1874 (September 28) Cyclone
"The most fearful gale in this city since 1854," the hurricane of September 28, 1874, lasted only a few hours but left Charleston heavily damaged. Stiff winds and rain began sometime before midnight, and by daybreak it was "evident that the gale was upon us." Winds reached hurricane force around nine o'clock in the morning.
At the height of the storm, roofing slates and tin filled the air; high tide inundated streets near the waterfront, making them impassible. Ignoring the danger, hundreds of people raced down to White Point Garden, following a rumor of imminent tragedy. The frantic report was accurate: the footbridge leading to the public bath house had washed away, the flimsy building was rocking wildly on its pilings, and the proprietor and his family were inside. After several attempts to rescue them by boat had failed, "Mrs. McManmon and her two little children stood at the open window with arms outstretched…" Finally, Harry Hansen, a young serviceman stationed in Charleston, fastened a line to his waist and battled his way to the structure. He pulled over a rope and several life preservers, then made the return trip with the McManmons' daughter just before the eye of the storm passed through. During this brief calm, men rowed two boats to the bathing house and brought all four of its occupants back to the Battery. When the back side of the hurricane struck a few moments later, the bath house slipped off its foundation and sank.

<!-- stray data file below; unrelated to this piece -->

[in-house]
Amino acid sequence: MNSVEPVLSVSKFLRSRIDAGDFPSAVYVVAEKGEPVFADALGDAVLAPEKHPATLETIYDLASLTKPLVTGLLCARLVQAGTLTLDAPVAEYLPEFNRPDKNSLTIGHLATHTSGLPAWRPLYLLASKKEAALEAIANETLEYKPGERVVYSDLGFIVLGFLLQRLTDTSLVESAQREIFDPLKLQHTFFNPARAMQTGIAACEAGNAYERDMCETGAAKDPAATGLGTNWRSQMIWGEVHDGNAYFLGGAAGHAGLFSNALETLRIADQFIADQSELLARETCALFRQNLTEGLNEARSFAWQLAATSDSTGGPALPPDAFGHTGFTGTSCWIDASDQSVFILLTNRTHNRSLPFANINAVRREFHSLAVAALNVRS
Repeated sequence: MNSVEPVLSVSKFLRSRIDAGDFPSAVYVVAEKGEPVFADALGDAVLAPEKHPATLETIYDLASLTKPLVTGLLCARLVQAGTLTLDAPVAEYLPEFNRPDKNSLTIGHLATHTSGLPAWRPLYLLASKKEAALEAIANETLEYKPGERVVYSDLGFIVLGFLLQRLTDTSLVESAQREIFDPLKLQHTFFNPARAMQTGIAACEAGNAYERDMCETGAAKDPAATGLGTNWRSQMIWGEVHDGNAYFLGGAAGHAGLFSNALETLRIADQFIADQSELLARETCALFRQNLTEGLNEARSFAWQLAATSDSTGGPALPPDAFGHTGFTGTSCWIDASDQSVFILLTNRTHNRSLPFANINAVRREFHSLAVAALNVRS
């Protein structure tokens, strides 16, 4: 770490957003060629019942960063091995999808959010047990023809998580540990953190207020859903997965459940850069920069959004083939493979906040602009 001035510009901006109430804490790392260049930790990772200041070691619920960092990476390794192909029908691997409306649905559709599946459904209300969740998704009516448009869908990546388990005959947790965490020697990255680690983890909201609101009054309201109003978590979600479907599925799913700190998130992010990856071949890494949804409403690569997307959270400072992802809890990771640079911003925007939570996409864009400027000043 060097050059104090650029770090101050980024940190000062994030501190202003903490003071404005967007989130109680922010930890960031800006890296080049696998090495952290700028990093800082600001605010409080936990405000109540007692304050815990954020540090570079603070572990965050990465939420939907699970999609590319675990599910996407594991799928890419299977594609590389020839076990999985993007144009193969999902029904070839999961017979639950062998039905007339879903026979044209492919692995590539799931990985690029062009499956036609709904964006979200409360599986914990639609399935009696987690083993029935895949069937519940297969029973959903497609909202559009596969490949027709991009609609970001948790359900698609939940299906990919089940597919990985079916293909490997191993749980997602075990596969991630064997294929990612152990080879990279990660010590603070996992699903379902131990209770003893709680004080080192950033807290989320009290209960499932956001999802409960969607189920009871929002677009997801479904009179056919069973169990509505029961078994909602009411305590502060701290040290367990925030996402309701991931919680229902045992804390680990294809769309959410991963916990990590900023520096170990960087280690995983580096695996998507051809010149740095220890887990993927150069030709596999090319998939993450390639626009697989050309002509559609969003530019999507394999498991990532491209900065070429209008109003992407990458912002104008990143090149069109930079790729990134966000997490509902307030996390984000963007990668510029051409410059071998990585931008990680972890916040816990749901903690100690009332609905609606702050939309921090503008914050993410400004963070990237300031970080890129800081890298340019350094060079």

Thousands of spectators visited Charleston's riverfronts on September 29, eager to view the destruction. They found the High Battery, "that magnificent flag-stoned walk, probably the most enchanting promenade of the kind in the country," a broken heap, its paving stones torn loose and hurled into the street. Along the Cooper River wharves were unforgettable scenes. Two tugboats spent several hours extricating the British bark Belgium, which had landed on the dock of North Atlantic Wharf. At Accommodation Wharf, the upper floor of a two-story brick office occupied by Campbell, Wylly & Co. had broken cleanly where the huge bowsprit of a bark had driven into it; a lighter loaded with phosphate rock was thrown up onto the piers of Vanderhorst and Commercial wharves, one end resting on each. Of the bath house, nothing remained "save a rickety crumbling ruin and the stumps of the posts upon which it was built."
News and Courier beginning September 29, 1874.